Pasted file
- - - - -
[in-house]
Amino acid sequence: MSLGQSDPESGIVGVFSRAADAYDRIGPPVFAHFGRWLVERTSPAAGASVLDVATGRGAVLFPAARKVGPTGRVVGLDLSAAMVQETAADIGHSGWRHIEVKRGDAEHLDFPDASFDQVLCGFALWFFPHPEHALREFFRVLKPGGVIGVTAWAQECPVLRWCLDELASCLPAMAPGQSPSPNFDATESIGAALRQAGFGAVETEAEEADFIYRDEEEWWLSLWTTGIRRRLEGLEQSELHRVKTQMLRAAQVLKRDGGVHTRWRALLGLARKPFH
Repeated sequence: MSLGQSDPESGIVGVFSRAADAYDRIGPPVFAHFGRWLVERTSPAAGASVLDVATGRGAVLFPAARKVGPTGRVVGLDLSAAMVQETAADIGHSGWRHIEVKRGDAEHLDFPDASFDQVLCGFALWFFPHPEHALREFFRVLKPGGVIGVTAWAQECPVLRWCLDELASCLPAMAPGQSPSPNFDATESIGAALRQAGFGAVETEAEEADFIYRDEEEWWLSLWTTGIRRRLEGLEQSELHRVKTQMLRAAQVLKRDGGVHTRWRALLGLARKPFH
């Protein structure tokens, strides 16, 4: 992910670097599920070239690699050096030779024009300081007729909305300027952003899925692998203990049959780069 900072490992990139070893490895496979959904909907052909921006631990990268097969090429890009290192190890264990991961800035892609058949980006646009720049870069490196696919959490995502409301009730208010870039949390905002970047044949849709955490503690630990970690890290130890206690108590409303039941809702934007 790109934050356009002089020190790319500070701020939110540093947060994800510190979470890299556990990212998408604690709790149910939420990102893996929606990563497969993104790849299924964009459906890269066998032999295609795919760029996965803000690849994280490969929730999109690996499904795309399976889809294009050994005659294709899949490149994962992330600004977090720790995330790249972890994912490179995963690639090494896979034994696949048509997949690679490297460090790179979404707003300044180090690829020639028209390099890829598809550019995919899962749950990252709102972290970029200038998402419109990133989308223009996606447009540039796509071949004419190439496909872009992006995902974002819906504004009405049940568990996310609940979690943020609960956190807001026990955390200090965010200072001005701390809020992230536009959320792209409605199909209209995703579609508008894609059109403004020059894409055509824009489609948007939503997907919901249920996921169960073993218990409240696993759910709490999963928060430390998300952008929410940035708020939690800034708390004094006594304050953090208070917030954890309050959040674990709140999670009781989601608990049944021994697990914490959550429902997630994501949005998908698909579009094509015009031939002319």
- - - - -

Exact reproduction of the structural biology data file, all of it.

[in-house]
Amino acid sequence: MSLGQSDPESGIVGVFSRAADAYDRIGPPVFAHFGRWLVERTSPAAGASVLDVATGRGAVLFPAARKVGPTGRVVGLDLSAAMVQETAADIGHSGWRHIEVKRGDAEHLDFPDASFDQVLCGFALWFFPHPEHALREFFRVLKPGGVIGVTAWAQECPVLRWCLDELASCLPAMAPGQSPSPNFDATESIGAALRQAGFGAVETEAEEADFIYRDEEEWWLSLWTTGIRRRLEGLEQSELHRVKTQMLRAAQVLKRDGGVHTRWRALLGLARKPFH
Repeated sequence: MSLGQSDPESGIVGVFSRAADAYDRIGPPVFAHFGRWLVERTSPAAGASVLDVATGRGAVLFPAARKVGPTGRVVGLDLSAAMVQETAADIGHSGWRHIEVKRGDAEHLDFPDASFDQVLCGFALWFFPHPEHALREFFRVLKPGGVIGVTAWAQECPVLRWCLDELASCLPAMAPGQSPSPNFDATESIGAALRQAGFGAVETEAEEADFIYRDEEEWWLSLWTTGIRRRLEGLEQSELHRVKTQMLRAAQVLKRDGGVHTRWRALLGLARKPFH
């Protein structure tokens, strides 16, 4: 992910670097599920070239690699050096030779024009300081007729909305300027952003899925692998203990049959780069 900072490992990139070893490895496979959904909907052909921006631990990268097969090429890009290192190890264990991961800035892609058949980006646009720049870069490196696919959490995502409301009730208010870039949390905002970047044949849709955490503690630990970690890290130890206690108590409303039941809702934007 790109934050356009002089020190790319500070701020939110540093947060994800510190979470890299556990990212998408604690709790149910939420990102893996929606990563497969993104790849299924964009459906890269066998032999295609795919760029996965803000690849994280490969929730999109690996499904795309399976889809294009050994005659294709899949490149994962992330600004977090720790995330790249972890994912490179995963690639090494896979034994696949048509997949690679490297460090790179979404707003300044180090690829020639028209390099890829598809550019995919899962749950990252709102972290970029200038998402419109990133989308223009996606447009540039796509071949004419190439496909872009992006995902974002819906504004009405049940568990996310609940979690943020609960956190807001026990955390200090965010200072001005701390809020992230536009959320792209409605199909209209995703579609508008894609059109403004020059894409055509824009489609948007939503997907919901249920996921169960073993218990409240696993759910709490999963928060430390998300952008929410940035708020939690800034708390004094006594304050953090208070917030954890309050959040674990709140999670009781989601608990049944021994697990914490959550429902997630994501949005998908698909579009094509015009031939002319």